Tierna Unruh-Enos is publisher at The Paper.

Arguably one of the most prominent issues in the mayoral election this year will be crime rates and whether people feel safe in the city. While overall crime is down slightly since Keller took office, violent crime and particularly homicides and gun crimes pile up. So will voters give Keller another chance on crime? The newest crime numbers show both progress and a dark spot for the administration.

Violent Crime in 2020 Was Up

The Paper. obtained exclusive access to the crime stats from 2020, and it’s not great news. According to the final report, violent crime is up by 3 percent in 2020, and the numbers are climbing. As of Feb. 21, 2021, there were 21 homicides in our Duke City—nearly double this time last year. APD attributes the rise in crime to younger people being out of school, lacking services or support systems, not participating in activities or sports, lack of jobs and increased mental illness caused by the pandemic. 

So what’s being done about the violent uptick in crime? Last year the city was offered financial help to combat crime if it participated in Operation Legend. The city declined because it didn’t believe the operation was in line with the values of the city. Instead, the mayor pushed forward on their strategy to add more staff, specialized units and a lot of money. The Keller administration says that the nearly $40 million dollars per year generated by the Public Safety Tax Keller signed in 2018 allowed them to hire 100 officers per year for the past three years, and triple the number of homicide detectives from 5 to 15. According the mayor’s spokesperson, APD is on track to have 1,014 officers when the next cadet class graduates—but just half (511) are assigned to units to take your 911 call.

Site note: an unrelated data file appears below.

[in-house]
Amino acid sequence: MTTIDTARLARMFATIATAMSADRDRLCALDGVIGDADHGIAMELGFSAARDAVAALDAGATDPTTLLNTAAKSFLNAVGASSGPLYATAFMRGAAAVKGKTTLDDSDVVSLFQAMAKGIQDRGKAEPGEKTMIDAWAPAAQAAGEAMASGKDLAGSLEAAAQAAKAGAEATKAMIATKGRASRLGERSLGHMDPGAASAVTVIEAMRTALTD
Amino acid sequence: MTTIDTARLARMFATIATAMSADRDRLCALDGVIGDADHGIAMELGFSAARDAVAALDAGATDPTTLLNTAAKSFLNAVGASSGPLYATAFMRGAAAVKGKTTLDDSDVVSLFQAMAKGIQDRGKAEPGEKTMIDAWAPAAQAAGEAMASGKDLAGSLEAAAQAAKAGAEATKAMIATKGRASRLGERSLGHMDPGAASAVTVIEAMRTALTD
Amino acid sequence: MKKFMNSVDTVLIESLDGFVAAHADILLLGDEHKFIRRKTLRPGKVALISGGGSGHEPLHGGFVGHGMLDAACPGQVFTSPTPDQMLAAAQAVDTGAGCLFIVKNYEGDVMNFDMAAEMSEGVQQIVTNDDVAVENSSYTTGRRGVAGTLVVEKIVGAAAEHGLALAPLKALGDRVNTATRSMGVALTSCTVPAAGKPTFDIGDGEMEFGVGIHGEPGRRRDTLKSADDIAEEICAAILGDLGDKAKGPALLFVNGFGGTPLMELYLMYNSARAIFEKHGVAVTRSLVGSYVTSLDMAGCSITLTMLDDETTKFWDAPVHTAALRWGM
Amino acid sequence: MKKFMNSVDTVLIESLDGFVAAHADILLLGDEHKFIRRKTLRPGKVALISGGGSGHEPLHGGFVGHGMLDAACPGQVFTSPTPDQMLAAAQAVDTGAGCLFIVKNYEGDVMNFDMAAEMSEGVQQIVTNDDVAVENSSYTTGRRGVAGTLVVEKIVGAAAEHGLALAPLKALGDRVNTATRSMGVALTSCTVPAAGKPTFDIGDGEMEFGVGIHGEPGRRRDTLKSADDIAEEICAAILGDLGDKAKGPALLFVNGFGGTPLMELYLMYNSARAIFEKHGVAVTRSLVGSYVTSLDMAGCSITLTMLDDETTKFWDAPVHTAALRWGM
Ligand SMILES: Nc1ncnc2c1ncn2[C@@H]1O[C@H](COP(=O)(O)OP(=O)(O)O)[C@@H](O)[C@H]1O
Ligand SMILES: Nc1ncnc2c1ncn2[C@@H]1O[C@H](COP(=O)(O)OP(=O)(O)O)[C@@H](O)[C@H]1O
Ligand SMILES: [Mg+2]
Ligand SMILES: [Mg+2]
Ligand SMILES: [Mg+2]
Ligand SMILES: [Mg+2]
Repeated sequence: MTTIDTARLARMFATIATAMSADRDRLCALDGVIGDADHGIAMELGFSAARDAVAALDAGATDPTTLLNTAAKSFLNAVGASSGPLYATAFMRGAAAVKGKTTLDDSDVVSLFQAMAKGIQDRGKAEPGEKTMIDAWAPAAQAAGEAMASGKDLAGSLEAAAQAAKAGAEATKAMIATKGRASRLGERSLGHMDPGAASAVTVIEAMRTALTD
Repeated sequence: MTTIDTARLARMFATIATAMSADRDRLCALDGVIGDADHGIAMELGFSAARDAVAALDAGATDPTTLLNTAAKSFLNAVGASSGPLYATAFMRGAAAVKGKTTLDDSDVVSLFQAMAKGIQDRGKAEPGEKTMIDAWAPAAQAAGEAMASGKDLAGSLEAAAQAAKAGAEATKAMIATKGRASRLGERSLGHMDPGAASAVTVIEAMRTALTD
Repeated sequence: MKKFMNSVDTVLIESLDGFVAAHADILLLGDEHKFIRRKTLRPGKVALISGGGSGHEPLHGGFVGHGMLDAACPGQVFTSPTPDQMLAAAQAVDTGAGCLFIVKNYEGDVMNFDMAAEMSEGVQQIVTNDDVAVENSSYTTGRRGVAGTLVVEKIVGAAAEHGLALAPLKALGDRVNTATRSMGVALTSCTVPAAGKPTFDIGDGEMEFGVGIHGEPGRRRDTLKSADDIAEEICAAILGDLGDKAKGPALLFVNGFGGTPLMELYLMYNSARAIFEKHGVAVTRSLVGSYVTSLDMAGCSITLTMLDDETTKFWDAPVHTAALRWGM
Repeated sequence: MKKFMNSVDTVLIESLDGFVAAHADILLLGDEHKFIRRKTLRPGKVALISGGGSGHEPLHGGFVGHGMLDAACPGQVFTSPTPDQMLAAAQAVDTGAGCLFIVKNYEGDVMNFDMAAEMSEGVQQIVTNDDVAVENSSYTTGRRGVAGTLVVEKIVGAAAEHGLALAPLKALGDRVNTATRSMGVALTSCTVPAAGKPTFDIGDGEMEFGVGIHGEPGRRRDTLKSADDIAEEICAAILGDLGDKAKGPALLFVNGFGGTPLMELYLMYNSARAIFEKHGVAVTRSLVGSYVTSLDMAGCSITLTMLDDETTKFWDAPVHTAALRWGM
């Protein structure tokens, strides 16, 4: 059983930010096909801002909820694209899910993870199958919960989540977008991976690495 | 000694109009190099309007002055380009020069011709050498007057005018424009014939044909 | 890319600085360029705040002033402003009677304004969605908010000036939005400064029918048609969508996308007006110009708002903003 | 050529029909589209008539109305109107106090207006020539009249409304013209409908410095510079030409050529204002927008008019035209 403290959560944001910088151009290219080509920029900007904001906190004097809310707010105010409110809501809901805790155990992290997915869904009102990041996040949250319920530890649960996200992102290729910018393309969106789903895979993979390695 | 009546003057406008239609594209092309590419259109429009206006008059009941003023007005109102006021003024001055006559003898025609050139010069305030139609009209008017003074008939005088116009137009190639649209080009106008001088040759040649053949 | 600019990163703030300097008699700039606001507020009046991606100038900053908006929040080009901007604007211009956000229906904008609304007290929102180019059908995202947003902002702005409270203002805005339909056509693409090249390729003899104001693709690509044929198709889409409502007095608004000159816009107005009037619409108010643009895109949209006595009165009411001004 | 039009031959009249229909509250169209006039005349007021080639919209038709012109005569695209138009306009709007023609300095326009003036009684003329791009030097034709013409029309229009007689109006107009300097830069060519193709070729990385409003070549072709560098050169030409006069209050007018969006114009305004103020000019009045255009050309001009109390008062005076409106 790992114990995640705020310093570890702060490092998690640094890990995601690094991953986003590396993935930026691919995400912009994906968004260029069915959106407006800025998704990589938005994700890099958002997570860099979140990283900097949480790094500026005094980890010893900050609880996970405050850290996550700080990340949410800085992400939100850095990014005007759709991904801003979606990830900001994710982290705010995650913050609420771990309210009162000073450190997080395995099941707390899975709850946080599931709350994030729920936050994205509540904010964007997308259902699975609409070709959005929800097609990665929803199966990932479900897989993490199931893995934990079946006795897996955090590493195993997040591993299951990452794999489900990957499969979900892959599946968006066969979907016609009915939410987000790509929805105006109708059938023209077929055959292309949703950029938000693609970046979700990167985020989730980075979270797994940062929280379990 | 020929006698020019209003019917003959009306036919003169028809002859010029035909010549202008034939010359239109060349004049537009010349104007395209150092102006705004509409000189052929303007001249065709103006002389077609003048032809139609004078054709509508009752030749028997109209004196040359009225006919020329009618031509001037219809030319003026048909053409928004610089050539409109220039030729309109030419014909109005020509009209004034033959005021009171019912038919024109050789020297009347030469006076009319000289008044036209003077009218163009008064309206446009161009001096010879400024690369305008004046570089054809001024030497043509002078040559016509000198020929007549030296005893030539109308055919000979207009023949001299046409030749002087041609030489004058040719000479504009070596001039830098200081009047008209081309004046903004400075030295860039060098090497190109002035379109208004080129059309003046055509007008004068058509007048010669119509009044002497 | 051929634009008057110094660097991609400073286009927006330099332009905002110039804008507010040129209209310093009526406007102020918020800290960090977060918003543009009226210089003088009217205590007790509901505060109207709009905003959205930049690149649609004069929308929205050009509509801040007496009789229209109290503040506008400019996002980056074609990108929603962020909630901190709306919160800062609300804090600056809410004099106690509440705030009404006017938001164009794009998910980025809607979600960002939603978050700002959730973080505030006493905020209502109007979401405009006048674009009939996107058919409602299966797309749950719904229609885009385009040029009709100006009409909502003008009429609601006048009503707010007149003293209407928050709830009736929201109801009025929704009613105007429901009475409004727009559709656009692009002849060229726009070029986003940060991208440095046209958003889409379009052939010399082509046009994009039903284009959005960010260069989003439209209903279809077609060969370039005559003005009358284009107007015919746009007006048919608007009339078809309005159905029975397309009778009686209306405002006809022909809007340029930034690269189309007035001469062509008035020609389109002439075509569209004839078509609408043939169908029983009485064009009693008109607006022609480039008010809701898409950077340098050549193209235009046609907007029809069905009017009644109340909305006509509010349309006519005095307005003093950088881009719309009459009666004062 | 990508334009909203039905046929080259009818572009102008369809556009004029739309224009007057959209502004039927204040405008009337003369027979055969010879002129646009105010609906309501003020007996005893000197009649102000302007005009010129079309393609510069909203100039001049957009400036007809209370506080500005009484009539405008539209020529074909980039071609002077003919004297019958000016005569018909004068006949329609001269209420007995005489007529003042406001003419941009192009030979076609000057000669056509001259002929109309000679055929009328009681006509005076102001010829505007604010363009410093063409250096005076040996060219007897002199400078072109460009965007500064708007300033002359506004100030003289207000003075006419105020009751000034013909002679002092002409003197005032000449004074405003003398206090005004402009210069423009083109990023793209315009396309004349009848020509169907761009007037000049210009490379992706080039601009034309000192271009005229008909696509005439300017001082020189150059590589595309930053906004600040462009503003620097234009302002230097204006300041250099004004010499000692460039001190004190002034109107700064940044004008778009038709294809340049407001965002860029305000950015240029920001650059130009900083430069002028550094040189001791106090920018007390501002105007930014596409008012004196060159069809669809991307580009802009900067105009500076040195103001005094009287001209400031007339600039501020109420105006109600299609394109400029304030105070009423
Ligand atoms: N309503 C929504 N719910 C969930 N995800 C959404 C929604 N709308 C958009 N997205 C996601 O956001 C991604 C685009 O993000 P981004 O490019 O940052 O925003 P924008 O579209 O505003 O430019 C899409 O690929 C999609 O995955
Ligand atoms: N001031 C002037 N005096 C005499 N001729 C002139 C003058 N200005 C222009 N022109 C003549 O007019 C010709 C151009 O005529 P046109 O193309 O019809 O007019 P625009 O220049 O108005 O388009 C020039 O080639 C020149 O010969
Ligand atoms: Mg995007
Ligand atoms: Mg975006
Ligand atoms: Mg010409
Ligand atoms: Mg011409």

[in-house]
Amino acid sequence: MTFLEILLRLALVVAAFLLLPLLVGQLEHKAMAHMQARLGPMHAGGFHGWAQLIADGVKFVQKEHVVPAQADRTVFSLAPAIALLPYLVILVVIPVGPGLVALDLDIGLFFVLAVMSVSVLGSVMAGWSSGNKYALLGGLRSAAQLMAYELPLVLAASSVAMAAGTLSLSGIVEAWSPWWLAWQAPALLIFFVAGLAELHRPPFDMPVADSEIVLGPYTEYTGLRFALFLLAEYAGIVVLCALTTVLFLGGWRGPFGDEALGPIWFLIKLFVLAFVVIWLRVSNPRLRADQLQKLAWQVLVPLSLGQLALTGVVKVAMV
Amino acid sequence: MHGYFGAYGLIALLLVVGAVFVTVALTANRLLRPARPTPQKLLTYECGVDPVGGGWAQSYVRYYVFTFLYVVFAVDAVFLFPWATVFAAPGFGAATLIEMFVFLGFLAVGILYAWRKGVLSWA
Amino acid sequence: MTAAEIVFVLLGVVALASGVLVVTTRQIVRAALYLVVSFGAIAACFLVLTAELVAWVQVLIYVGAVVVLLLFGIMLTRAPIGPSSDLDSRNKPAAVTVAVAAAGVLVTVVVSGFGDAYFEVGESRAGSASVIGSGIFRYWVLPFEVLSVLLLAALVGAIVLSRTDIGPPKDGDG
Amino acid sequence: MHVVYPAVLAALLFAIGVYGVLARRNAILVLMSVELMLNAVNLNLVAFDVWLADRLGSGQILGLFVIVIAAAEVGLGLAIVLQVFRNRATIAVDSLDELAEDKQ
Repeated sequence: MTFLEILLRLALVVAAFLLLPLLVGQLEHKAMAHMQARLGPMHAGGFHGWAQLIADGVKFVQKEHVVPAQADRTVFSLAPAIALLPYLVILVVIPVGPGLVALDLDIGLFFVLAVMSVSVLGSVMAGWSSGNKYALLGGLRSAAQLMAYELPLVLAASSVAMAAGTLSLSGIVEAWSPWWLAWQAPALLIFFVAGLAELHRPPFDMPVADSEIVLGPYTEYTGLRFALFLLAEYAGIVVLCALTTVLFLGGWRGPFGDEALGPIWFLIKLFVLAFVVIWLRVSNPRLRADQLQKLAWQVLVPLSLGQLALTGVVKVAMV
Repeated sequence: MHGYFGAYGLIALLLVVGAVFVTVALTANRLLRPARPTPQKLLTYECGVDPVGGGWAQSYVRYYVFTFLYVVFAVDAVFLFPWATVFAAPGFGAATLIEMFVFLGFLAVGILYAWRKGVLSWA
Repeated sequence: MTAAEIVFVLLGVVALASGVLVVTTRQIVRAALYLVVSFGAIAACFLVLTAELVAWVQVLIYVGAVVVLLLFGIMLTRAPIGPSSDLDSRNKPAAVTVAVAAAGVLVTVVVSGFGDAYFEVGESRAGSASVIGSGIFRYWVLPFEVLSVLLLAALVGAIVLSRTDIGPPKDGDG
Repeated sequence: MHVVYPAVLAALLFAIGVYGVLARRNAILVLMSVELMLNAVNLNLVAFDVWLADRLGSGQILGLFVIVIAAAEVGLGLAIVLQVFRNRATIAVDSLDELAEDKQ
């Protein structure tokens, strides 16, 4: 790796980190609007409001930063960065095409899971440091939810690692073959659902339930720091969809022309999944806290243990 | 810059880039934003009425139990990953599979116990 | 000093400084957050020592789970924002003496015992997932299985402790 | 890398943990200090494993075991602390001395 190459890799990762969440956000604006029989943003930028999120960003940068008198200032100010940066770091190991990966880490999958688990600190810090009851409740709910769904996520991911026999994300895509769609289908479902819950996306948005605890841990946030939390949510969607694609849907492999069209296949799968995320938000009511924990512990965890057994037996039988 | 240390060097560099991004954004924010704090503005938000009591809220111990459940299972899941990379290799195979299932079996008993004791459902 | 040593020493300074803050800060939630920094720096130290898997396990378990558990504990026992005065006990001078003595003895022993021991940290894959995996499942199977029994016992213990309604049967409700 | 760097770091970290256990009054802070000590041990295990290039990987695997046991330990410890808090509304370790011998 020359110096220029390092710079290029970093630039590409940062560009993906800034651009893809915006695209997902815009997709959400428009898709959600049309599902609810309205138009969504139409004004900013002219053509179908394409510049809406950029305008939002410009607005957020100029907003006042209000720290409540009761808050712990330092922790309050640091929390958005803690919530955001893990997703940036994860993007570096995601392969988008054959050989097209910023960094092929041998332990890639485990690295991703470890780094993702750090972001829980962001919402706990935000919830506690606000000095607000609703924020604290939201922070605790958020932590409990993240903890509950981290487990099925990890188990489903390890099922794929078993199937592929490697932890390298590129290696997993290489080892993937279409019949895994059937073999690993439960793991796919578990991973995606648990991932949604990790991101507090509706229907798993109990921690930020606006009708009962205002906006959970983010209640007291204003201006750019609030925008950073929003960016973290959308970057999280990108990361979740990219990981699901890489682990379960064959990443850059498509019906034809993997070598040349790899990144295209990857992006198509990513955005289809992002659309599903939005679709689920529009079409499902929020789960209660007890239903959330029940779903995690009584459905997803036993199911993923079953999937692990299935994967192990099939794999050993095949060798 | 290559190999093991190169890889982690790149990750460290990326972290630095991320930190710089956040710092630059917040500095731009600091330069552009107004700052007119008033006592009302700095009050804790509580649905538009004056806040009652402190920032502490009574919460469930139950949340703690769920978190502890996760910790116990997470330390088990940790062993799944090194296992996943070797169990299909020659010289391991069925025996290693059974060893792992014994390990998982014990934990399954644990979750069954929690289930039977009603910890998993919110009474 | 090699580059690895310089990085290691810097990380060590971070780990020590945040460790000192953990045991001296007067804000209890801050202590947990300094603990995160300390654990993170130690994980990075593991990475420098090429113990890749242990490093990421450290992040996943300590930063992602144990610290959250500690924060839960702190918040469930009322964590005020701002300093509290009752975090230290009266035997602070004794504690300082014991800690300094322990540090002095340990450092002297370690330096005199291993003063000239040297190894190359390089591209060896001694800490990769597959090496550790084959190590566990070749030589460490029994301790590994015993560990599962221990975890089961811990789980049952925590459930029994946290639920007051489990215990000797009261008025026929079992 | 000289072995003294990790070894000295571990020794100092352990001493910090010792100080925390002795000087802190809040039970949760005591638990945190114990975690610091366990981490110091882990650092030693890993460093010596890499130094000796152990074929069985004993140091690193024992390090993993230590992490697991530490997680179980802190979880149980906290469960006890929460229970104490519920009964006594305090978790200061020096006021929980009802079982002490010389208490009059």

To lighten the load on cops and speed up response times, the city is pushing forward to alternative responses to non-emergency calls. The Albuquerque Community Safety Department and the Violence Intervention Program deploy trained professionals — but not cops — to assess behavioral health calls and provide post-shooting counseling for youth.

Crime Statistics, source APD, 02/24/21

A Light at the End of the Tunnel

The good news for the Keller administration is that an early focus on property crime offenders appears to be paying off. Property crimes are down by almost 18 percent over the last three years. That is a bright spot, as property crime accounts for almost 75 percent of crime in the city. 

Who’s the Crime-fighting Hero?

On Feb. 18 the mayor held a press conference about the proactive approach the administration was taking to tackling crime. APD said they had made over 1,000 arrests and 140 gun recoveries in the past six months. Unlike the sheriff’s neighborhood saturation patrols that have drawn community criticism, APD says it uses “a citywide focus based on data-driven crime analysis, rather than neighborhood round-ups that serve as photo-ops and don’t address crime or victims of crime.” 

In January, the city hired Research and Polling, Inc. to survey 300 citizens about safety and policing in the city. Only 30 percent said they felt safe at night. Another 38 percent said they felt somewhat safe, a slightly higher but critical mark. 

The administration seems confident that they’re on the right track with the implemented policing tactics, despite the dismal trend in violent crime. His team points out that their focus on addressing the causes of crime, not just creating more arrests for statistics’ sake.